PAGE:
There are many ways to strike a deal. Courts use the following terms to describe different forms of plea bargaining:
- Charge bargaining. The defendant
pleads to a crime that’s less serious than the original charge, or than
the most serious of the charges. Example: The prosecution charges Andrew with burglary, but he pleads guilty to
trespassing and the prosecution dismisses the burglary charge.
- Count bargaining. Many consider
count bargaining to fall under charge bargaining. Here, the defendant pleads to only
one or more of the original charges, and the prosecution drops the rest. Example: The
prosecution charges Joey with both robbery and simple assault. The parties
agree that Joey will plead to the assault charge, and that the prosecution will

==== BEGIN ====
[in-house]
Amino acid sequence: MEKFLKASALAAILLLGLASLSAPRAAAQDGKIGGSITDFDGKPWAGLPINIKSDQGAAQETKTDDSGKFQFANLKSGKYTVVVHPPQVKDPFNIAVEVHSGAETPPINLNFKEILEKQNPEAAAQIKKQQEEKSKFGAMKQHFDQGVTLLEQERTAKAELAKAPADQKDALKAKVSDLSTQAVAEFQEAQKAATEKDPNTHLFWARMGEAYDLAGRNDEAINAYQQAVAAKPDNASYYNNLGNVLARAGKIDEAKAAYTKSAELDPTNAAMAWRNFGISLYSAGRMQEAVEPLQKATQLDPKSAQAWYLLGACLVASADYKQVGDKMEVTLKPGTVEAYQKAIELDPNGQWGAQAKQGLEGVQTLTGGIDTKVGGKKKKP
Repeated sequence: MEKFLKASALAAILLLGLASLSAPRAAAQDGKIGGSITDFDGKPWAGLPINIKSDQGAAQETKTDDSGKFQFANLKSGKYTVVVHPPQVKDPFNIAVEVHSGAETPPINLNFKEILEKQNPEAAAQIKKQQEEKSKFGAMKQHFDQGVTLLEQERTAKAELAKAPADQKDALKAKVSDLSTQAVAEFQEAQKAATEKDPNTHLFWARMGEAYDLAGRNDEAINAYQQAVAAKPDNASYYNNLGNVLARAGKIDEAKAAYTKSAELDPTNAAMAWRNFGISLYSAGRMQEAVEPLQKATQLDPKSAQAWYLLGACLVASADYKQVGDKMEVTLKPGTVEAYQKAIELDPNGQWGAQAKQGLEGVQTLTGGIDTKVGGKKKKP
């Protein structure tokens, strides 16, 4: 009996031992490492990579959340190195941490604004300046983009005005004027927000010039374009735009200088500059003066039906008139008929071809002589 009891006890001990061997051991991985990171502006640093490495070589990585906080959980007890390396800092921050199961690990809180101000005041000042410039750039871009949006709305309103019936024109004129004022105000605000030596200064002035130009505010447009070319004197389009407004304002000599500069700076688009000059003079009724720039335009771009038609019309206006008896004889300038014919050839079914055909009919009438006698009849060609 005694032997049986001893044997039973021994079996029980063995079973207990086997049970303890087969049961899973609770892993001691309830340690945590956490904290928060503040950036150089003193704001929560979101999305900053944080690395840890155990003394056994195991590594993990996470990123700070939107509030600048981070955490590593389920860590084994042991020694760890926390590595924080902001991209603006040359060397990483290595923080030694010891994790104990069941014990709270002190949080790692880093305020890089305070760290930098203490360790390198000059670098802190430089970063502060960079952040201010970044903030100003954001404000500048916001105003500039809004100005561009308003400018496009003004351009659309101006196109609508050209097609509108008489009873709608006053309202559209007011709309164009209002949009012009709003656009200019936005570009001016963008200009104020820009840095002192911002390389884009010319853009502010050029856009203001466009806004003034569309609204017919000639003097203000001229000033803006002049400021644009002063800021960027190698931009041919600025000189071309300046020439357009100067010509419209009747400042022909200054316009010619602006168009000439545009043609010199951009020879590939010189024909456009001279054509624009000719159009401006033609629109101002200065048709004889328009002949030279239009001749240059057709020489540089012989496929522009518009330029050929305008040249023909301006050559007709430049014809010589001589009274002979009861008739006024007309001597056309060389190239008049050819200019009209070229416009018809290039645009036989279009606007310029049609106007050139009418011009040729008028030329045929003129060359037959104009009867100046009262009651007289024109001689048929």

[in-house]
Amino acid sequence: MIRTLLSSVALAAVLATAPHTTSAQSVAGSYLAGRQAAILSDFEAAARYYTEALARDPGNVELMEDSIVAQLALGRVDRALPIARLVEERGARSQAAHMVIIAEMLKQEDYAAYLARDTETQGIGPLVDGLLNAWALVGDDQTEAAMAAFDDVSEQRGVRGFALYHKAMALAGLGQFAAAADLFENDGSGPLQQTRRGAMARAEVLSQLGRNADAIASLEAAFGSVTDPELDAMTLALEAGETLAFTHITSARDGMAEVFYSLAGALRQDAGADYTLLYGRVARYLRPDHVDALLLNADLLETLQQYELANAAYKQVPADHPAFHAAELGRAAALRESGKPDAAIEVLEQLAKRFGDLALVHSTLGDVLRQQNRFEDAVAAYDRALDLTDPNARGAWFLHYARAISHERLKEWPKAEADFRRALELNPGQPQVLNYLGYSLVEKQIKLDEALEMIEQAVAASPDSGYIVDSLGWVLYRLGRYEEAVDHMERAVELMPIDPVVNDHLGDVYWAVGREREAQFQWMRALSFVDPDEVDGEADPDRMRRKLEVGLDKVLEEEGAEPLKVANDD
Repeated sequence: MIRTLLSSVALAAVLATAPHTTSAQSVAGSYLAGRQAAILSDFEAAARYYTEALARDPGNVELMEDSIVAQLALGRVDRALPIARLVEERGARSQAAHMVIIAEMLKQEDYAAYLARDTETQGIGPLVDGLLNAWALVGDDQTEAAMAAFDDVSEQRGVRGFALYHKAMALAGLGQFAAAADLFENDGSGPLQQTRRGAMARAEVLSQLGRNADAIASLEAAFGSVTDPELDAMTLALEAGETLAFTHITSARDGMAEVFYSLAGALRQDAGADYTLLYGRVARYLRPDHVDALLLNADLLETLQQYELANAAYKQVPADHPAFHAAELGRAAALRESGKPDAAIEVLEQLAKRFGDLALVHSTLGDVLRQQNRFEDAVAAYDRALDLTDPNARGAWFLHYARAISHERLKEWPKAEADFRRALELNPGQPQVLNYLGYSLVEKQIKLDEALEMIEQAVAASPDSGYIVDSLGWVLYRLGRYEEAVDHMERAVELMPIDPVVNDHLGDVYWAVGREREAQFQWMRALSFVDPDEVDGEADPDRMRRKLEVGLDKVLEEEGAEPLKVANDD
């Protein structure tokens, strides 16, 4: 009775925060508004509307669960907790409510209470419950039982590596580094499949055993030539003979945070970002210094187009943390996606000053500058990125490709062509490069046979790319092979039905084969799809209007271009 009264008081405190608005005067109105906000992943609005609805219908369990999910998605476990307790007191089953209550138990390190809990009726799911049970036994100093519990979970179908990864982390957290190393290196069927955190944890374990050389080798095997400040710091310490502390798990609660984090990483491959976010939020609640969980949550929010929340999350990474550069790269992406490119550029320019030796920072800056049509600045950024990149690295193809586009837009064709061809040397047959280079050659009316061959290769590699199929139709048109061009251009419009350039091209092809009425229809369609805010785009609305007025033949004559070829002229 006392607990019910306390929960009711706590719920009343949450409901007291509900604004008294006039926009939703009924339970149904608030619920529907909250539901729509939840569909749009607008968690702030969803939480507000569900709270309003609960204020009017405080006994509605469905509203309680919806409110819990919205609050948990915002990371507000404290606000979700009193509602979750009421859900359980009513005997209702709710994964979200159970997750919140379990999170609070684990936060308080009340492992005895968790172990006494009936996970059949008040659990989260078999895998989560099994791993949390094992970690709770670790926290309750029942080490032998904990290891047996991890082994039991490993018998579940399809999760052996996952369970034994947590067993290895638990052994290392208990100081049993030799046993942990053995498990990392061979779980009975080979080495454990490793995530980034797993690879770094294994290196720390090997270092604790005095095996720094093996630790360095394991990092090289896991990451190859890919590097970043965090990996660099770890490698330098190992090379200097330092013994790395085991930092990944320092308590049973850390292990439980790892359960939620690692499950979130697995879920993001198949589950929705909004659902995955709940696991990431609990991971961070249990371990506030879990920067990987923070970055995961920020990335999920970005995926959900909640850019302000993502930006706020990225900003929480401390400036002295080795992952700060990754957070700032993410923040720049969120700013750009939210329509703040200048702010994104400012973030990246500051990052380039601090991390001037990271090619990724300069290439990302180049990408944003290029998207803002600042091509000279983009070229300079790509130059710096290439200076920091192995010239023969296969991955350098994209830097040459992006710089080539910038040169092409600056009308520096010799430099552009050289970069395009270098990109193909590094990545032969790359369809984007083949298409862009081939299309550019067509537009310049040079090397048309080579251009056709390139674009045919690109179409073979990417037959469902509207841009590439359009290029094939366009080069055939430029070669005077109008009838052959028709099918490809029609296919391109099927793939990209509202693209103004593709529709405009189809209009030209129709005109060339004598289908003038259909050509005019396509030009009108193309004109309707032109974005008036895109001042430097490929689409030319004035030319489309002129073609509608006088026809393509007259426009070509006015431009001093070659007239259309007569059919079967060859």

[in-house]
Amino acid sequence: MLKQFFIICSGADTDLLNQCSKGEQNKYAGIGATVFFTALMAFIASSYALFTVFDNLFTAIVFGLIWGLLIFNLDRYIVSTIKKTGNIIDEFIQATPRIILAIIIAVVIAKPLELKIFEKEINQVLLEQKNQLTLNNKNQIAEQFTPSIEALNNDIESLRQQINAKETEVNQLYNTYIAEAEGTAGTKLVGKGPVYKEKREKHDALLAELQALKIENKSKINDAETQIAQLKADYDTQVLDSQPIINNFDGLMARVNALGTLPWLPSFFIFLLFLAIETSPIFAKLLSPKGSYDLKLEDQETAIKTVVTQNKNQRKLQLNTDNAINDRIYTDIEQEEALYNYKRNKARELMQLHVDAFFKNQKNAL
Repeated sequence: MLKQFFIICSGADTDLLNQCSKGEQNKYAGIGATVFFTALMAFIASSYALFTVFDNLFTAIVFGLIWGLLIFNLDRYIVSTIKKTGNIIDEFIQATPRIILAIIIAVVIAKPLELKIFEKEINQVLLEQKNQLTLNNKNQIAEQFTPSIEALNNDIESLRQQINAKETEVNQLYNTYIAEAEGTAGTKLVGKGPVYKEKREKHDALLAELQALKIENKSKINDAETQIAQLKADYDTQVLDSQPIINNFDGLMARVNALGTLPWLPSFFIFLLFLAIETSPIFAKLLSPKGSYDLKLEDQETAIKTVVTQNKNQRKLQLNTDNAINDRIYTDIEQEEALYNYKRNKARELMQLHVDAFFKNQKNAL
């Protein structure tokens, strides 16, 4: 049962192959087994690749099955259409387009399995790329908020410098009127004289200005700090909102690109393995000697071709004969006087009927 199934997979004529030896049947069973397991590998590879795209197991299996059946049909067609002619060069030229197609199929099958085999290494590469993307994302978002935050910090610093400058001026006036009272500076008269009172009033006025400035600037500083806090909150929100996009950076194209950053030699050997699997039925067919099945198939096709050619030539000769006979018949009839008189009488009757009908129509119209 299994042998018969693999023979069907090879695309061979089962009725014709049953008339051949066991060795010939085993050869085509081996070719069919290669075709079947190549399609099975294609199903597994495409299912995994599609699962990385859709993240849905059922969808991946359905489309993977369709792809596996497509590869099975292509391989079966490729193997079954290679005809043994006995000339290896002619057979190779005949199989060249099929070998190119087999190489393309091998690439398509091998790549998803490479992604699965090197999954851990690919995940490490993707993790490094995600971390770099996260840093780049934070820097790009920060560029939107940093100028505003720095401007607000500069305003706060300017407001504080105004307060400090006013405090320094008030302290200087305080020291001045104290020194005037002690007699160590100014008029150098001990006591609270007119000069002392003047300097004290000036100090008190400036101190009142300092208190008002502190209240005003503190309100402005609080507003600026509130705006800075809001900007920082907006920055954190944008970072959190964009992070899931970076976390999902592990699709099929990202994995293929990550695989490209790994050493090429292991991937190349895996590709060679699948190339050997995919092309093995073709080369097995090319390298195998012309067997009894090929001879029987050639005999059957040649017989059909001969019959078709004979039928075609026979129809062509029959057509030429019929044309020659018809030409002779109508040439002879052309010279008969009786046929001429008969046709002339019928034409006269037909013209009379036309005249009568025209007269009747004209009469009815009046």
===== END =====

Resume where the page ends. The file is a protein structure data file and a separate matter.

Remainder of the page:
dismiss the robbery charge.
- Sentence bargaining. The defendant
takes a guilty or no contest plea after the sides agree what sentence the prosecution will recommend. Example: Max agrees to plead to the charge of misdemeanor resisting
arrest, and the prosecution agrees to recommend that the judge not sentence him
to jail time.
- Fact bargaining. The defendant
pleads in exchange for the prosecutor’s stipulation that certain facts led to
the conviction. The omitted facts would have increased the sentence because of sentencing guidelines. Example: The
government files an indictment against Cole for drug trafficking. Federal
agents caught him with over five kilograms of cocaine. Five kilograms triggers
a sentence involving many years in prison, so Cole agrees to plead guilty to
the offense in exchange for the prosecution’s stipulation that he possessed
less than five kilograms.
For further discussion of the kinds of plea bargains—and the
process by which judges decide whether to accept or reject them—see How
Judges Accept and Reject Plea Deals.